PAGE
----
Summer mugginess is hitting Auckland, Michael Bublé is playing in malls, decorations are making their way to store fronts—I think it’s fair to say, it’s beginning to feel a lot like Christmas.
This is a busy time of the year for everyone, so we wanted to provide a small post on all the things to remember and consider if you’re getting tattooed this summer.
First, Some Housekeeping…
Don’t be a no show </3
We understand that during these months, time flies by in a flurry of present buying and end-of-year BBQs. Therefore, whilst wading through all the Christmas madness, please take a moment to set some reminders for any tattoo appointments you have booked in! It can be easy to forget that appointment you booked in during the calmer months of winter, but a no show on the day leaves our artists with no work. (And no work = no money to buy their families presents 😢).
We’ll try and make your life easy by sending you reminder emails and texts about your appointment, so please check with us to ensure we have your details up to date! Of course, we understand if something does come up and you need to reschedule. If this happens, please let us know ASAP (and at least within 48 hours of your appointment) to give the artists’ a chance of filling that gap.
A cheeky little deposit?
Since this time does get so crazy, please don’t be alarmed if we ask from a deposit for you! A deposit secures your booking, and will come off the final price of your tattoo. But please remember that if you don’t show for your appointment (or give us that 48 hours warning), there is a chance you will lose your deposit. If you have previously rescheduled, we may need a larger deposit for securing your new appointment.
Bare with, bare with!
Please also remember that we too are very busy humans, navigating our way through Christmas family get-togethers and present planning, as well as our usual jobs! For the artists’, this means they are tattooing all day, drawing all night, and still trying to find time to see their loved ones (at least, on occasion). So, if we take a little while to get back to your emails, we are very sorry! We’re doing our best, thank you for being patient!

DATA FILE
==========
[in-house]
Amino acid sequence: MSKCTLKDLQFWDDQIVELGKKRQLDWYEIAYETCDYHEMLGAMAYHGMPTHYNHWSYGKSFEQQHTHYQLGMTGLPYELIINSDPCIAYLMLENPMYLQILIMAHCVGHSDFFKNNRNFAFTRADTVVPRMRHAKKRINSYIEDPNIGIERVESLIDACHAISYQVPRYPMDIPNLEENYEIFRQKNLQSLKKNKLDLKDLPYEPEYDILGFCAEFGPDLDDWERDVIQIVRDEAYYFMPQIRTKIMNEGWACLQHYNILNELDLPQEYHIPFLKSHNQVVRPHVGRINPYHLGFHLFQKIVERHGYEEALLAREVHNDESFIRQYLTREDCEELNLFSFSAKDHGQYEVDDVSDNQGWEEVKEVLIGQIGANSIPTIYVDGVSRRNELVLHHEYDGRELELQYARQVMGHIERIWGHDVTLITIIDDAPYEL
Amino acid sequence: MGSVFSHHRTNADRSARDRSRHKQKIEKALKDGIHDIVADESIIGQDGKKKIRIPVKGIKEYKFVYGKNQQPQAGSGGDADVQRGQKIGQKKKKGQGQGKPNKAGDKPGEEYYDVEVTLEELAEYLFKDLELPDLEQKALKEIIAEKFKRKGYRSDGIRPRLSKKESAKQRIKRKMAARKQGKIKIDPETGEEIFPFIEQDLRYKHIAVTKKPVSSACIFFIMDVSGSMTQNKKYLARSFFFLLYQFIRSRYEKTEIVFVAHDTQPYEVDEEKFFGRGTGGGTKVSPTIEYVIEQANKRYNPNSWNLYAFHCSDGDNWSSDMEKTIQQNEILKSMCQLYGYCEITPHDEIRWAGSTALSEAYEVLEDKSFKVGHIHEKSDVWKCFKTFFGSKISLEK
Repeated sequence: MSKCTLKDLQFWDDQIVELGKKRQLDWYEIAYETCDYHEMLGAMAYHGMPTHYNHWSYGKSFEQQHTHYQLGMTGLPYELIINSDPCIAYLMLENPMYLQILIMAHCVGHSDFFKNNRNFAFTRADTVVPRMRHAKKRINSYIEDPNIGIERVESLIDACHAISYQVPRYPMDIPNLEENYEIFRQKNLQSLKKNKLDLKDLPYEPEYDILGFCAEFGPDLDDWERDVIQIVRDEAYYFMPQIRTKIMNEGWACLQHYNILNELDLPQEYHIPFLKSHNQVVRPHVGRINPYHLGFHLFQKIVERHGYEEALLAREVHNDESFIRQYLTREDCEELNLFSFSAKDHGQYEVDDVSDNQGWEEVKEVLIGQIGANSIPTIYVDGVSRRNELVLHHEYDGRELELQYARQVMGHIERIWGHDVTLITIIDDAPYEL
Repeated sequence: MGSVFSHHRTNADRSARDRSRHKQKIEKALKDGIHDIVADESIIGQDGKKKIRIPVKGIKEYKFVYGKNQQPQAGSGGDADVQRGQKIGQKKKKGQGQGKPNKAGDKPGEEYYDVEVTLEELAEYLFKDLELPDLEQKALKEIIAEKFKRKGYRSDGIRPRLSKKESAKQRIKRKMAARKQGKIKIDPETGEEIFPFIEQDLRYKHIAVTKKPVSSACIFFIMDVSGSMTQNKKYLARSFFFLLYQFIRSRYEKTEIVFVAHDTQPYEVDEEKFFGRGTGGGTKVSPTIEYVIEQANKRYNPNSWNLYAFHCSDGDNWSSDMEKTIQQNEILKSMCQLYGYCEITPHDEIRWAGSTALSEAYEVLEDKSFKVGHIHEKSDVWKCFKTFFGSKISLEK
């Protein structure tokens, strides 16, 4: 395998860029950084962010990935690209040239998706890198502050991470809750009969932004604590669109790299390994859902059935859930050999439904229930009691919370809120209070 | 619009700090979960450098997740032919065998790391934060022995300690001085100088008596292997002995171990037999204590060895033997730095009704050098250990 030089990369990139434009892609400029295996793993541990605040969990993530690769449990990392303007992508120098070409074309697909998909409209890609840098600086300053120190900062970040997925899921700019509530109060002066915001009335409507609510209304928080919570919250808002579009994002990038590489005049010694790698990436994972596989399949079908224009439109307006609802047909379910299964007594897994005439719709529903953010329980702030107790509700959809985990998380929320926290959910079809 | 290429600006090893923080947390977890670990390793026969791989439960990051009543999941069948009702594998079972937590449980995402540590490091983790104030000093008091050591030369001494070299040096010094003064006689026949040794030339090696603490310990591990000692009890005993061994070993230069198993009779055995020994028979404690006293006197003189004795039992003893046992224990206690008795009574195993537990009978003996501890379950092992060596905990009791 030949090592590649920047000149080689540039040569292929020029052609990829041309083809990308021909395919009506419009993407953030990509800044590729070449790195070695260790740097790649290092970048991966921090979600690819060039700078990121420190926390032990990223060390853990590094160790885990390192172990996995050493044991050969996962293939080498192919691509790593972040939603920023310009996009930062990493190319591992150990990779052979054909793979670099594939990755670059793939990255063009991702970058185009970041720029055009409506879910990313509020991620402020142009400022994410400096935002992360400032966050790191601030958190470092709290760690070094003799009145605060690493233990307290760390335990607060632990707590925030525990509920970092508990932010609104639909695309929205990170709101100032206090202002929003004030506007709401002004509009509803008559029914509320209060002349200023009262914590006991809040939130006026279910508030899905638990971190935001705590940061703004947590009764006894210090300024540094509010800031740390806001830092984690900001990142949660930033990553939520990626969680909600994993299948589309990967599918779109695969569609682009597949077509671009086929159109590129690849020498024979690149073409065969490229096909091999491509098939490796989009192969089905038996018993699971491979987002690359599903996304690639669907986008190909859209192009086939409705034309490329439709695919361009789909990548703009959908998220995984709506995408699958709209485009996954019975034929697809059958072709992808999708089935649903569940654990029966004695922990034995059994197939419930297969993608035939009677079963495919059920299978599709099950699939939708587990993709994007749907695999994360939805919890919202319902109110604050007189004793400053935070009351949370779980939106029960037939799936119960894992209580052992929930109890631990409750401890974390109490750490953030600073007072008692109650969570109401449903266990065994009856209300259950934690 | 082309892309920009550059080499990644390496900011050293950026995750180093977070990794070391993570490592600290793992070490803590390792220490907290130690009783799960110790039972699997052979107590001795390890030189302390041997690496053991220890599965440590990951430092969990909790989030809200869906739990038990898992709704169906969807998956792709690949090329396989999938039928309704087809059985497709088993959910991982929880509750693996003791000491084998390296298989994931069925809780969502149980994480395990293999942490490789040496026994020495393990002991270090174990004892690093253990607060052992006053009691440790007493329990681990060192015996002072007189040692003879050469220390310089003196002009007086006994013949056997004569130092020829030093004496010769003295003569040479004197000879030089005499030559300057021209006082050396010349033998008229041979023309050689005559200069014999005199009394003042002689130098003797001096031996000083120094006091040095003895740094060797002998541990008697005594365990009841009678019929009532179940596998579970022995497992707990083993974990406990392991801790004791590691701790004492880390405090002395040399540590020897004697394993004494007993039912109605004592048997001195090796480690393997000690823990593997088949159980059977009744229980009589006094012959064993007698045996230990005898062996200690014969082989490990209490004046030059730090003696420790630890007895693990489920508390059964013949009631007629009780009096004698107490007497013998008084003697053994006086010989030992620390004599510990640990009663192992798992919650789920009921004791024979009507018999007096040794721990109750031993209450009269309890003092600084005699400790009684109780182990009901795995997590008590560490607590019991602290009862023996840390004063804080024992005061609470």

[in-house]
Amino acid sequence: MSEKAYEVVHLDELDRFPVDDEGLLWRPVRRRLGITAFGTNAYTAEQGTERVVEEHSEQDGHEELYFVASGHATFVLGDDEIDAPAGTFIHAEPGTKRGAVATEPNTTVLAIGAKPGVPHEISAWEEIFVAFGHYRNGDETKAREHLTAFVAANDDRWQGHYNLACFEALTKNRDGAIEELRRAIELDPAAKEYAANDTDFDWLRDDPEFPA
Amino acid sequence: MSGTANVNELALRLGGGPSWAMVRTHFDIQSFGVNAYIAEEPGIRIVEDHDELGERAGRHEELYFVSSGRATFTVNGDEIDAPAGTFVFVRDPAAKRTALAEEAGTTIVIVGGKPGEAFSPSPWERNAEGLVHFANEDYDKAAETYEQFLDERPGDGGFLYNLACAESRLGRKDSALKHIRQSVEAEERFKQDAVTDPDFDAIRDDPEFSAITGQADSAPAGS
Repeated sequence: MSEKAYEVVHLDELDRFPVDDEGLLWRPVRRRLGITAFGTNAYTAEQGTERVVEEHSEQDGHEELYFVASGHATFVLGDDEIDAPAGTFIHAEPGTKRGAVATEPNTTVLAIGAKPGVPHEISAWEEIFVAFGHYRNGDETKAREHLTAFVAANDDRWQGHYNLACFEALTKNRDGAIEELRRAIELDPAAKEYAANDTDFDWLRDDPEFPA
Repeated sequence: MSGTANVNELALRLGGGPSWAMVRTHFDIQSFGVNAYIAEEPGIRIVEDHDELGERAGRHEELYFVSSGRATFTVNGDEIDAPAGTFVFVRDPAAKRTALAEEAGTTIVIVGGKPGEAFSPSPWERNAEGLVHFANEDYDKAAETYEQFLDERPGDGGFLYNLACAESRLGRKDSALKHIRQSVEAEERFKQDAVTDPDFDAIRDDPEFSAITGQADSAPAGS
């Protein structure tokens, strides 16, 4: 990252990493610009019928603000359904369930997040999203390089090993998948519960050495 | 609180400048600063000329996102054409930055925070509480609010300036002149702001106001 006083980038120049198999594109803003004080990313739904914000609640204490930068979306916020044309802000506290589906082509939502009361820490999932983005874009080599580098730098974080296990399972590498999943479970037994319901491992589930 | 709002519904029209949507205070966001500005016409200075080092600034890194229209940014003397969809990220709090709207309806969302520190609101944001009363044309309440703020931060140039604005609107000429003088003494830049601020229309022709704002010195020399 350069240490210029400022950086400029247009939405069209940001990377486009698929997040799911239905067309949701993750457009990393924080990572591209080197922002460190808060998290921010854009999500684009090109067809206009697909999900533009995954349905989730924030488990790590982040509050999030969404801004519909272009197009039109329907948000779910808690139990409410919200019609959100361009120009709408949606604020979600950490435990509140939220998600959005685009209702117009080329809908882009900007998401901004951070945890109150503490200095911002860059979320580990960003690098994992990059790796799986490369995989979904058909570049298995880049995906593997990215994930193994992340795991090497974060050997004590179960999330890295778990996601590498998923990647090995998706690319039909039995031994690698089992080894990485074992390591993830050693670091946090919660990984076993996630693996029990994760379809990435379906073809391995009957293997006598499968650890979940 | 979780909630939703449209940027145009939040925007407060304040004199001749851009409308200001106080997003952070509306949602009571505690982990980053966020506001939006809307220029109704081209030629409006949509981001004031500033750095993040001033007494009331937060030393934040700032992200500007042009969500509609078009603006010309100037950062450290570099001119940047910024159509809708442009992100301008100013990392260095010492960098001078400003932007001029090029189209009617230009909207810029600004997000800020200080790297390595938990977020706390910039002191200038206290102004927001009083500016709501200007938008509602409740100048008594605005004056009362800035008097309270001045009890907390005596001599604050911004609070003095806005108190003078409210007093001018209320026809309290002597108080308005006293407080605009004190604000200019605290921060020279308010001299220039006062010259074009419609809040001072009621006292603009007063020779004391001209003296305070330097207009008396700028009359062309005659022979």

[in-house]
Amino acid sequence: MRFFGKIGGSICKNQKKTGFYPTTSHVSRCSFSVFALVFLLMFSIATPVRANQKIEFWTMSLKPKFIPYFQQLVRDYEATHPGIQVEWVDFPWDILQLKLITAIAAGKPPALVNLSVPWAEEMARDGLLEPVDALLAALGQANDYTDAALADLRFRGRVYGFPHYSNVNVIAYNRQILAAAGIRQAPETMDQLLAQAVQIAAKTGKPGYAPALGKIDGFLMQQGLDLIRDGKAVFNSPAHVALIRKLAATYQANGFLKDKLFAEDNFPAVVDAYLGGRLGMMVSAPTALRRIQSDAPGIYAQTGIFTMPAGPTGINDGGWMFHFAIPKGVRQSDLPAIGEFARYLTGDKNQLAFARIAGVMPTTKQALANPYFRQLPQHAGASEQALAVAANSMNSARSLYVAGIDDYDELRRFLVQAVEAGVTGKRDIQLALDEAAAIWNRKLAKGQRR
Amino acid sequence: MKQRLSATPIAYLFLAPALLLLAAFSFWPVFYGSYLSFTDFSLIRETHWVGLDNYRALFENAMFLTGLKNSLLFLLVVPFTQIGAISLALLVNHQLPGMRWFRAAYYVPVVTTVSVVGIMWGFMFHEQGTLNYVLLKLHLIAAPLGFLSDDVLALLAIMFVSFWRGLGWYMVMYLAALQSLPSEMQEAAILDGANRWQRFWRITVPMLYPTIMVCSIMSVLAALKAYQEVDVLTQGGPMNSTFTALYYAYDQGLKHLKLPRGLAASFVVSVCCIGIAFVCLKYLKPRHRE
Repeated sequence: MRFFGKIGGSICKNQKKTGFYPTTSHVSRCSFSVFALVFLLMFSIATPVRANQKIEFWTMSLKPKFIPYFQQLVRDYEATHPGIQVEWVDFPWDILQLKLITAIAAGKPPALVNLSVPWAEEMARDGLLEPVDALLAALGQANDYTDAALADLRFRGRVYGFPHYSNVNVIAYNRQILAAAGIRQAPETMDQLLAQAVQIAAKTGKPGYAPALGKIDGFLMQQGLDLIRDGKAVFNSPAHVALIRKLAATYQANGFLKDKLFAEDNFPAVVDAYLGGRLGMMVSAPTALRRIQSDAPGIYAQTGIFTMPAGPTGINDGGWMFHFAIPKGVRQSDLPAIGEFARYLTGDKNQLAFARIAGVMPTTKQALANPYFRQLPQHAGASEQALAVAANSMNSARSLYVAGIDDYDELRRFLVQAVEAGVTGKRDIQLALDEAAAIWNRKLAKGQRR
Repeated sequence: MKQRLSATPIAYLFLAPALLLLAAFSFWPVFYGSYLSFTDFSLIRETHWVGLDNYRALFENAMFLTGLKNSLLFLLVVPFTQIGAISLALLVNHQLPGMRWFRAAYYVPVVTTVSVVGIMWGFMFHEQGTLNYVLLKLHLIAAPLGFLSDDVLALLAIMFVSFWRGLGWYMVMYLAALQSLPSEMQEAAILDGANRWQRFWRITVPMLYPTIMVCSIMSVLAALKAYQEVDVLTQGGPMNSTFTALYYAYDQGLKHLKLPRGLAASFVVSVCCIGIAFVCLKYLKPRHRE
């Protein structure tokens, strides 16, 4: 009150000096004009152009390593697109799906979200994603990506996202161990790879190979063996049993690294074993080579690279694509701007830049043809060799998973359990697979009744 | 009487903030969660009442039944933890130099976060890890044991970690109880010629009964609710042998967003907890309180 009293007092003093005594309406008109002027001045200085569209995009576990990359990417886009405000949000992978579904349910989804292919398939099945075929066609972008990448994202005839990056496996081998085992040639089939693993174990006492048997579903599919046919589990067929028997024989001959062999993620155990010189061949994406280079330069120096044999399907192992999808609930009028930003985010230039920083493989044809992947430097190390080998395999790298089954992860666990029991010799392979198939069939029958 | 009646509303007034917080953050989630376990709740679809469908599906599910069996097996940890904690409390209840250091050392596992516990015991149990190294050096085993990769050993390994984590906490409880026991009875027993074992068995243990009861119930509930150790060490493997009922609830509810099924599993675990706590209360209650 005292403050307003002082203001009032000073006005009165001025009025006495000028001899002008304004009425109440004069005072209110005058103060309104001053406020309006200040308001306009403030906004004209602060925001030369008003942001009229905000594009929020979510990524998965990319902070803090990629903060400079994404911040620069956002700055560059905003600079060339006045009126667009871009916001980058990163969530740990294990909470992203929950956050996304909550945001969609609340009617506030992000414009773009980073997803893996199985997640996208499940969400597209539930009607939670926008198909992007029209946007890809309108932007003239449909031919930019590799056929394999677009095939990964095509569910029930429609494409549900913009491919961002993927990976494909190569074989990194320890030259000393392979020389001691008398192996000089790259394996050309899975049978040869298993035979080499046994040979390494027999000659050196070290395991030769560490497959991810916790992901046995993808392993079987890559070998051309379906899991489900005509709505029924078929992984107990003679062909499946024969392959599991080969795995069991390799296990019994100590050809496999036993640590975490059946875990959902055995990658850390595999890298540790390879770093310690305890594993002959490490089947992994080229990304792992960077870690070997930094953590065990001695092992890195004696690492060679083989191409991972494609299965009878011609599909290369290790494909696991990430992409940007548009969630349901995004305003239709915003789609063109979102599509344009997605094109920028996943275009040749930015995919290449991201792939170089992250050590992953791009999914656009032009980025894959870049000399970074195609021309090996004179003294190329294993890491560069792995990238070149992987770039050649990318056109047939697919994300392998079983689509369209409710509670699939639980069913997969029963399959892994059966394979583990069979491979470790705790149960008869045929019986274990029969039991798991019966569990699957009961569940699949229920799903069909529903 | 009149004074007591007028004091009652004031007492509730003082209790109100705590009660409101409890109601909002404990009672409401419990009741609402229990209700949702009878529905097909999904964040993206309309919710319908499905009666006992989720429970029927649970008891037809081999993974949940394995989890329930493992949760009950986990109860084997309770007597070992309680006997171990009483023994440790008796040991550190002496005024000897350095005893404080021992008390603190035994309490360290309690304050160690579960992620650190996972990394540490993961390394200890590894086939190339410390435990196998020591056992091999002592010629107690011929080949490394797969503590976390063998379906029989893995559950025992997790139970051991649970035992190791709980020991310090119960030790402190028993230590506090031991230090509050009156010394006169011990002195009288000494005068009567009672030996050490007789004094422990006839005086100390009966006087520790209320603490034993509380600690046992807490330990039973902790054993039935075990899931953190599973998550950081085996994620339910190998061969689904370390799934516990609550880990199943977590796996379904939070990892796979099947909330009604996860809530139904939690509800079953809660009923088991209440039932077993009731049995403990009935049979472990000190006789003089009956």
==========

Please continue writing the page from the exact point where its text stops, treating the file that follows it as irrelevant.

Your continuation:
How to Prepare for Being Tattooed in Summer
When chatting about tattoo care, we often discuss aftercare, but how you treat your skin before getting tattooed is also just as important.
Beware of your biggest enemy: The Sun
It’s no news to us that the sun in NZ is harsh. We don’t have a lot of ozone down here,
so we get hit by a lot more of the sun’s UV—and when that UV hits our skin, it can cause a radiation burn (a.k.a., sunburn). However, even if you have been super sunsmart, and not sunburnt, being out in the sun still causes a certain amount of damage to the top layers of your skin. (Even if you’ve been wearing sunblock—because even though sunblock is great, and you should always wear it, it doesn’t protect you 100% from the sun’s UV).
Now, to understand why this can be bad for tattooing, we need to get a little science, and we need to talk about skin. The skin has a lot of layers, with a lot of specific names, but for now all you need to know about is the epidermis and the dermis.
When you are tattooed, the tattoo needle needs to go through the upper layer of your skin (the epidermis) to place it in the middle layer (the dermis). Now, when you are sunburnt, the epidermis (and sometimes the dermis) have been damaged, and cannot be tattooed. However, even if you have not been sunburnt, the sun can damage the epidermis—for example, a tan is actually evidence of genetic damage in cells of your epidermis. Prolonged UV exposure causes an increase in the thickness of the dead skin cell layer of your skin, and tattooing this could push those dead skin cells back in your body.
Simply put, your body doesn’t want dead things in it, and this can be the quickest way to an infection. Therefore, we recommend that you stay out of the sun two weeks prior to being tattooed. Furthermore, if your skin has been damaged by the sun, unfortunately we may not be able to tattoo you that day. We understand this can be disappointing, but we don’t want to put your health at risk. However, if you are concerned—come in and see us a few days before your appointment. We will let you know if we believe it is safe to continue, or if it is best to reschedule.